This past week, my wife’s uncle Ross passed away after battling lung cancer, at the age of 59. In the quiet time afterwards spent contemplating Ross’ life and being with family to share stories and fond memories, we’ve come unbearably close to facing our own mortality. Though it is very cliche, in saying our sad goodbye to Ross, just how fragile we really are is painfully evident. But it is also an opportunity to take stock of ourselves, who we are, who we want to be and if we’re getting there.
We always wish we had more time, and I do sincerely wish I could have known Ross longer. I met and began to get to know him as I started to date Sarah, about 5 years ago. Ross was a devoted husband, father, family member and friend, and a true lover of music, good food, books, philosophy, ethic and justice, local history and more. But there was so much more to him than that, and as I write I realize just how difficult it is to truly encapsulate who we are – not just what we enjoy but what motivates us, what strengthens us, what we believe. We are all so much more than the sum of our parts, and may always be a mystery even to ourselves.
I also wish I had spent more time with Ross while he was with us. As death reminds us how fragile and short all our lives are, I hope we can make a commitment to ourselves and others to make the most of the time we have and to make sure we have time to be with those that we care for.
In the quiet contemplation I’ve spent since thinking about Ross as well as life, I’ve felt that there was a great deal of truth in the silence if only I could manage to capture it. I’ll try my best to do so here, though I fear much if not all will evade me. This is something we all must grapple with, and something we can spend most or all of our lives avoiding.
I’m reminded of my wife Sarah’s words at Ross’ memorial service:
Memorial services that commemorate and celebrate someone’s life often bring to mind the big questions that we hesitate to think about until our mortality is right before us.
Because we were born, someday we too will die, and in recognizing the unknown but finite number of our days, our hours and minutes take on a deeper value.
On one visit to the hospital to see Ross, my Dad, Ross’ brother, had the opportunity to discuss with Ross Bishop Robert Morneau’s four great questions of life:
1. Who am I?
2. Where am I going?
3. How will I get there?
4. Where are the cookies?
These are questions make us think about our identity, our destiny, our ethics, and the little things that make life sweet.
Ross’ childhood friend Garwood spoke about Ross’ life, and I was very interested in how he introduced it. Garwood began by describing the familiar analogy of the blind men inspecting an elephant and describing and analyzing it only by the part they could feel. He reminded us that he knew Ross for many years, but still has a very incomplete picture of who Ross was. He also reminded us that we are all more than a sum of our parts, and yet he would work to describe the man he knew as best as he can.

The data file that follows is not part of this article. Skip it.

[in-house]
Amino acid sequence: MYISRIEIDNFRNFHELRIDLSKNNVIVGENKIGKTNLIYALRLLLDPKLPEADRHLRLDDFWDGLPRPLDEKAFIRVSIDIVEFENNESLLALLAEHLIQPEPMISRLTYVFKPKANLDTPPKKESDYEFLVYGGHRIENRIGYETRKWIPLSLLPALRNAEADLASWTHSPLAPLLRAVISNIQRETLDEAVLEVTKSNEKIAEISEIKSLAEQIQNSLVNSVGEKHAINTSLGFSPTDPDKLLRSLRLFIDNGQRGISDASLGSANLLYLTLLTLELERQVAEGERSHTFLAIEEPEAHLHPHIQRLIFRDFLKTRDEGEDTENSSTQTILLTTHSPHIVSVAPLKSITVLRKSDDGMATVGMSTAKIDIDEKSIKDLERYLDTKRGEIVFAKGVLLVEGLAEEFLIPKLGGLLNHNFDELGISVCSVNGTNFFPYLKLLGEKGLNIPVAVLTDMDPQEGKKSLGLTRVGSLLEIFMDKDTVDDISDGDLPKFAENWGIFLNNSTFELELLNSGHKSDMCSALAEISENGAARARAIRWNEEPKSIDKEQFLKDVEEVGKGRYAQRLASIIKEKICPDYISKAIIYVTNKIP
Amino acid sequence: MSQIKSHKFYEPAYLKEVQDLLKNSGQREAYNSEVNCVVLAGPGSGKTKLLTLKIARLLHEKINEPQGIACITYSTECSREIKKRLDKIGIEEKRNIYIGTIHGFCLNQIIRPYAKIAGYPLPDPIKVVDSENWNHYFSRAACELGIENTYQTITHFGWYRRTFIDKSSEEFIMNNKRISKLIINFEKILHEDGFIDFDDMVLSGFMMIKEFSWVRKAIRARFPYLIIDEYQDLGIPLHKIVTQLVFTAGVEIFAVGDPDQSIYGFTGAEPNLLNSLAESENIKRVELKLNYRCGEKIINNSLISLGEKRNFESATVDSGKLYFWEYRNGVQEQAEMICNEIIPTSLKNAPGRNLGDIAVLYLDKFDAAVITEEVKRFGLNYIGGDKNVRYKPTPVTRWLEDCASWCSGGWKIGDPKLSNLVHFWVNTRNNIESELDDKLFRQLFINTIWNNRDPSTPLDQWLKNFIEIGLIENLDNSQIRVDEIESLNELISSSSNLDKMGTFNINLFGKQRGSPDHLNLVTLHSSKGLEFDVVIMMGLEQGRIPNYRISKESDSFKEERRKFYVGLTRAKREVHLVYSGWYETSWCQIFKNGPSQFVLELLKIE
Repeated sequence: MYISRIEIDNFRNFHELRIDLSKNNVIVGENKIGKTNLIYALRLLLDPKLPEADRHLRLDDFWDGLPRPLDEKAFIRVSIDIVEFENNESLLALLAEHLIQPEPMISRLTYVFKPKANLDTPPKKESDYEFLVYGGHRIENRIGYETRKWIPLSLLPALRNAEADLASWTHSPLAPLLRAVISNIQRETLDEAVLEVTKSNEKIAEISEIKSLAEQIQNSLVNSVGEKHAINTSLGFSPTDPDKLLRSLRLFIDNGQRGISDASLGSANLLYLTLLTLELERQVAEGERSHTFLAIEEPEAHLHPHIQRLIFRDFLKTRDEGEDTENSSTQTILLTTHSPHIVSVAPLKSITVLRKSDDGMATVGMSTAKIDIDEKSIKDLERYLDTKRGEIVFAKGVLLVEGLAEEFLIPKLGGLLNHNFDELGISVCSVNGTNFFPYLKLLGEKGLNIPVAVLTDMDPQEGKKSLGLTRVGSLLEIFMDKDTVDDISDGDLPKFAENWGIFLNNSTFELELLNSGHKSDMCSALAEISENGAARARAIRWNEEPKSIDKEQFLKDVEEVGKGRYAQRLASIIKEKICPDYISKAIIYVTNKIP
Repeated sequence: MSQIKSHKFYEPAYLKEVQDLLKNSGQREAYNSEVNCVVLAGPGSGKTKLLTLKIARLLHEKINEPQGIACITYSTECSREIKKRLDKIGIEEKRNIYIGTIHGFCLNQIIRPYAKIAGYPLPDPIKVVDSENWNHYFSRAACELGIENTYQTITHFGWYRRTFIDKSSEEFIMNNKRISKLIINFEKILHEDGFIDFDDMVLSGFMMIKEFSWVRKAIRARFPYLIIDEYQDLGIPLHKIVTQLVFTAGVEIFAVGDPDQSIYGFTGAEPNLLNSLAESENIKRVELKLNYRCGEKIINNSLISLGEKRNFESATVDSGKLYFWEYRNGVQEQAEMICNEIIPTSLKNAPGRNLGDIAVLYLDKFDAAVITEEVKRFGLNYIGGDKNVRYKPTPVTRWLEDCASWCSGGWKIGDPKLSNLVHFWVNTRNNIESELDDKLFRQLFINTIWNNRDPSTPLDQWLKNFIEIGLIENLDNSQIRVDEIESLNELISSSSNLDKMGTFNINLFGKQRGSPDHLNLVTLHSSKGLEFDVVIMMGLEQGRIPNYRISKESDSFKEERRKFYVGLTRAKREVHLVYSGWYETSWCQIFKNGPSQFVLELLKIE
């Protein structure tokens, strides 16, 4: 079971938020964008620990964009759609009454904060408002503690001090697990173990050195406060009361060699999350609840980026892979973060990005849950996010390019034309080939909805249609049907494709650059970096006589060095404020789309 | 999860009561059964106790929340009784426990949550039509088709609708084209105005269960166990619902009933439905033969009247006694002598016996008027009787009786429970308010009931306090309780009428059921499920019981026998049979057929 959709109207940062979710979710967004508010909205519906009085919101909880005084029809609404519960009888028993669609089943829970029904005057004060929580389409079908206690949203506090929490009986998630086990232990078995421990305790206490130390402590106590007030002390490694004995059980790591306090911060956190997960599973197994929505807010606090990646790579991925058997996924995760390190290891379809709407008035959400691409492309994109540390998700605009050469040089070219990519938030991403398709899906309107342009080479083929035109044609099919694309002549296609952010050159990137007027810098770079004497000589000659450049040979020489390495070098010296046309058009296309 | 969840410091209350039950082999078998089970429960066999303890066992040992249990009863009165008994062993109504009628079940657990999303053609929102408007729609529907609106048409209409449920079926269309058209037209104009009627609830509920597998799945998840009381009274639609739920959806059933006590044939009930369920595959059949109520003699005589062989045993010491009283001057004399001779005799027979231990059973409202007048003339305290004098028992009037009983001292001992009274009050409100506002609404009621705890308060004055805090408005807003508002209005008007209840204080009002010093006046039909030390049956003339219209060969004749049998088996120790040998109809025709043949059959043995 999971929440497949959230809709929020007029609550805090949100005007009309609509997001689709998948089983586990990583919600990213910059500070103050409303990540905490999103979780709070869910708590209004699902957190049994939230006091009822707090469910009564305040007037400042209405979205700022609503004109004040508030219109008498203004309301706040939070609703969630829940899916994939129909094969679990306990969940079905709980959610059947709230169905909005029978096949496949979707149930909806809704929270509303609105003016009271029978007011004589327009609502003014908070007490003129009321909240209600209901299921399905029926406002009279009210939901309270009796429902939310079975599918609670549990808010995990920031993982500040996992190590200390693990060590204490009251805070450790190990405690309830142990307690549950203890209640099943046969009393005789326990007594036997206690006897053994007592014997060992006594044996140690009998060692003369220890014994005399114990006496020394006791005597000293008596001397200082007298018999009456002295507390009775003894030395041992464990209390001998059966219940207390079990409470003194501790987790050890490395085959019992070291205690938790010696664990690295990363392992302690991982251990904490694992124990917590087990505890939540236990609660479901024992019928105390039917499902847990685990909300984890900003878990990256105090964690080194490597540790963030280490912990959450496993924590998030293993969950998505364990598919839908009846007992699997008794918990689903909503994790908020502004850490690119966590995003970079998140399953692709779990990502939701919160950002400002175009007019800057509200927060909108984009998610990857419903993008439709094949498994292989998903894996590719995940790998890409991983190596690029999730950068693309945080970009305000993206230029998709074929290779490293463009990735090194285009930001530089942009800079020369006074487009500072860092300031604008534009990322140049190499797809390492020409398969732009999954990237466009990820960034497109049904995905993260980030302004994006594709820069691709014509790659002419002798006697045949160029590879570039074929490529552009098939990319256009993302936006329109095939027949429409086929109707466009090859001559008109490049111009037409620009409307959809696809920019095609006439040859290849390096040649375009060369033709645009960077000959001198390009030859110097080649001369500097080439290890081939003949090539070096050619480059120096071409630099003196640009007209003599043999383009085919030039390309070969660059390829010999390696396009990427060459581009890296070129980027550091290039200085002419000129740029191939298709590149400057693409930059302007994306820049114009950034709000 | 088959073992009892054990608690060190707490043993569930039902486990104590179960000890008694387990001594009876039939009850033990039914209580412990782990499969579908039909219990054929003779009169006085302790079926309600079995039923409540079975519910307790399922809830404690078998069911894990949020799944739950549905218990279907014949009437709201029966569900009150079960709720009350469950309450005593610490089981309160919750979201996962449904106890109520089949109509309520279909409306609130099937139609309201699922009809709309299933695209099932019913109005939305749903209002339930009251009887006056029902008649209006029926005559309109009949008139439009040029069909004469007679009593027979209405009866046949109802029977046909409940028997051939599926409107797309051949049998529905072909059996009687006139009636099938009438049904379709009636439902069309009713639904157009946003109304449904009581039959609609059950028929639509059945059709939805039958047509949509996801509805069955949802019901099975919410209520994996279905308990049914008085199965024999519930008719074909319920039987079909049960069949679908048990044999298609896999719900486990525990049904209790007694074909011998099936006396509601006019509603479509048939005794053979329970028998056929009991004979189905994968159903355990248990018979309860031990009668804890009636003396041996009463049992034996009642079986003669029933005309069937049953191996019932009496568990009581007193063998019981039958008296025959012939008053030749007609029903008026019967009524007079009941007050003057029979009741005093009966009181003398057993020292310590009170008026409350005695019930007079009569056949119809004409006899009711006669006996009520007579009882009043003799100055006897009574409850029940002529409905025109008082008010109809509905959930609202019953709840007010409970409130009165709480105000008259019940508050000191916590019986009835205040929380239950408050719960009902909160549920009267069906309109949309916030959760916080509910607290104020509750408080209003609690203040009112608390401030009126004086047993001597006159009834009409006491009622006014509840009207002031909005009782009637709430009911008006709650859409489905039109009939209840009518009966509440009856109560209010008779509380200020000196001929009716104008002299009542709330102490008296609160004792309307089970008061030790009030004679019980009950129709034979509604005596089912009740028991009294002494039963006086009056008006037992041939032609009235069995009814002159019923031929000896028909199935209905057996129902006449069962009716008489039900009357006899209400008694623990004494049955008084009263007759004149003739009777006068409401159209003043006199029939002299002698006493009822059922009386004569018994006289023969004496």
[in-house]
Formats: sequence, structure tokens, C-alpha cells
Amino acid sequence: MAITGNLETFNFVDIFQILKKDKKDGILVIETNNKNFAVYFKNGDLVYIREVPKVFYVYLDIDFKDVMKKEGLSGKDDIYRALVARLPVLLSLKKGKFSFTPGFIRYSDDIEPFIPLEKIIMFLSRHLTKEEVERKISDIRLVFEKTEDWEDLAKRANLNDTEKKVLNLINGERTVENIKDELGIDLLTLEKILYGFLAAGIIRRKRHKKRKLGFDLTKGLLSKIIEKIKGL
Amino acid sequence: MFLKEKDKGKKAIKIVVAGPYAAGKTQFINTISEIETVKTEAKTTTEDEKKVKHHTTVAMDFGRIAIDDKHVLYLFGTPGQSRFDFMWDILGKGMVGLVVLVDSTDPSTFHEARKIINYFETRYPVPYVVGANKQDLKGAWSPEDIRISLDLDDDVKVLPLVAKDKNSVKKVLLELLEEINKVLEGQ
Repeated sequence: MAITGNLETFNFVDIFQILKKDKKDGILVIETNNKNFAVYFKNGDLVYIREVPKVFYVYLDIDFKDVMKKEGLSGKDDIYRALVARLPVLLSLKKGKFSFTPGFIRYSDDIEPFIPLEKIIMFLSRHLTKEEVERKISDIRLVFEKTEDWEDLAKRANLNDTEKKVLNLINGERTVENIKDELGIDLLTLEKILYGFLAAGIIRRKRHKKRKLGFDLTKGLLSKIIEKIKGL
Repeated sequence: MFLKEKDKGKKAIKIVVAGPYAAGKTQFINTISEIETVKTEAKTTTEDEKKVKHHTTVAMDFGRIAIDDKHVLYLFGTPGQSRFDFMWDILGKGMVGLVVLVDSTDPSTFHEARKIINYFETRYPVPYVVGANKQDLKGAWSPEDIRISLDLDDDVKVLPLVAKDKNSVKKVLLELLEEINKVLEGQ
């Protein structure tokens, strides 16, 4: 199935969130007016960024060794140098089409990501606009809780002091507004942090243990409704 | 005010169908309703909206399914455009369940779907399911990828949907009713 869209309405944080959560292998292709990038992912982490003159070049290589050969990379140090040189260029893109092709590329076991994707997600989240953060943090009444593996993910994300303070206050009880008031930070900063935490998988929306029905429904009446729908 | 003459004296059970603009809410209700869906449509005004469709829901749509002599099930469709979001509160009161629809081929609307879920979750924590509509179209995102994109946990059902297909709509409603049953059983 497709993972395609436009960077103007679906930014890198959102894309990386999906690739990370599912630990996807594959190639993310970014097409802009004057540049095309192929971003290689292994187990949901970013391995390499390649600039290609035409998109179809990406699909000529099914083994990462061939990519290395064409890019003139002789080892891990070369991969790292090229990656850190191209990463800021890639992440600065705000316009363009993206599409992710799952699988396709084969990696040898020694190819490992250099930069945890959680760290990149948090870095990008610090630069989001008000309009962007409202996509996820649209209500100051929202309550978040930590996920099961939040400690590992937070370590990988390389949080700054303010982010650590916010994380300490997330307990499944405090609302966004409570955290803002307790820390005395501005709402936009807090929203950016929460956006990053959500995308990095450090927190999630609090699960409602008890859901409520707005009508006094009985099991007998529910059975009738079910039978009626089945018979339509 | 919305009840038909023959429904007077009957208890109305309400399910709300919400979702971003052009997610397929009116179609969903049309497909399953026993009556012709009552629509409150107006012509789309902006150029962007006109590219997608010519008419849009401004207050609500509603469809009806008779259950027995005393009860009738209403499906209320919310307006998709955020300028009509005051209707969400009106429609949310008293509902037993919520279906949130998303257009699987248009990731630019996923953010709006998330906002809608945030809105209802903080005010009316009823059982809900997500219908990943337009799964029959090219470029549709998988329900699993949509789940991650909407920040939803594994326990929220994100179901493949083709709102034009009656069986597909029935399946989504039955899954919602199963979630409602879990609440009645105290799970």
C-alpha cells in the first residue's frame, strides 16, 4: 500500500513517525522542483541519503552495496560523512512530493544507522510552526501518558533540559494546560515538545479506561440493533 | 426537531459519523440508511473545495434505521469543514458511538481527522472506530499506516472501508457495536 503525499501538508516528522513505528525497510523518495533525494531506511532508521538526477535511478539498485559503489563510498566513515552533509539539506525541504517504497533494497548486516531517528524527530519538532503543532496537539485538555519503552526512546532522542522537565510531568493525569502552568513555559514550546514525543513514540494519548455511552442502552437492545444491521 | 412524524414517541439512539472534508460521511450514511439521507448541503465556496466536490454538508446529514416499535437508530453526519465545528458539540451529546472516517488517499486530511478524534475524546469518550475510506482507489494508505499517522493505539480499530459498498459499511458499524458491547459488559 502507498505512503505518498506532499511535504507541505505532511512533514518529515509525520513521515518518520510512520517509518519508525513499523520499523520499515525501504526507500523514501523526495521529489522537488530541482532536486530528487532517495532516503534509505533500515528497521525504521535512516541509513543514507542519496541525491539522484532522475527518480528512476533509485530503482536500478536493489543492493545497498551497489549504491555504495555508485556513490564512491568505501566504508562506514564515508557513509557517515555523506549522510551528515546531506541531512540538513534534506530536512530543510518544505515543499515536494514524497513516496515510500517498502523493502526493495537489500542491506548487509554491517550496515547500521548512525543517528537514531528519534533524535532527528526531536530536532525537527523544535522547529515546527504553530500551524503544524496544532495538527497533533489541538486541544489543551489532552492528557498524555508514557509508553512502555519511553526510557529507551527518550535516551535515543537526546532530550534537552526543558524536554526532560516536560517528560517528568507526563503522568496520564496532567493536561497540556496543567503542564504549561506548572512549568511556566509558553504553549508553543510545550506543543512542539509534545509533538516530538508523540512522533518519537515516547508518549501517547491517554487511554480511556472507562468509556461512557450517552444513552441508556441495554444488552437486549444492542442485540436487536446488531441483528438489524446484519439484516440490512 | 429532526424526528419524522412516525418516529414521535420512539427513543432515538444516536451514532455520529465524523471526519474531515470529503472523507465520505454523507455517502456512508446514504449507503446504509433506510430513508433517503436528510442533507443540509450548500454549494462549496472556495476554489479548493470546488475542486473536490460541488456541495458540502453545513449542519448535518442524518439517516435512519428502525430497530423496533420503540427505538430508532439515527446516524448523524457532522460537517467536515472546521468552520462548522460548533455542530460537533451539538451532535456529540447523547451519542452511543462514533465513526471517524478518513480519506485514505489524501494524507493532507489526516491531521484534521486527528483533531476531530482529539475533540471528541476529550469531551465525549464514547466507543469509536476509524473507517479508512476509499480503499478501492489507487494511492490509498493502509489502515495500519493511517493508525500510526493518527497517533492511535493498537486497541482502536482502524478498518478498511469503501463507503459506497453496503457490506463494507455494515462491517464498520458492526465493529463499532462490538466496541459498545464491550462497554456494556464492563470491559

Garwood spoke of a life that had and lived big ideas, but also enjoyed the sweet things in life. Garwood reflected on Ross’ love (bordering on devotion) to music and the never-ending search for truly good music and the sharing of ideas about music, and how they spent many nights swapping LPs they had discovered at the local record shops of old classics as well as interesting new music. Friends and family will always have wonderful memories of Ross and his family generously hosting many events at their house, of Ross barbequing in the backyard, often with a glass of wine in his hand as he flipped burgers and seeming so happy doing it. Ross was a man that knew how to enjoy life’s simple pleasures.
He also had strong values and ethics, and lived them out. He and his family have done amazing social work all across South America, and made many friends through their journeys and dedicated work.
So as I think again of Ross and his life, I hope I can one day truly be the kind of man he was. As I write and think, I hope we can all kind time for the things that truly matter to us, and yet still be able to take time to enjoy the small pleasures life offers. I hope in the days and weeks ahead to ask and keep asking myself those four questions, and measure how far I’ve come, and how far ahead yet I have to go. I hope this may stretch into every aspect of my life, no matter how difficult that may be.
*I’ll continue these thoughts in my next post, “Life, death & politics”.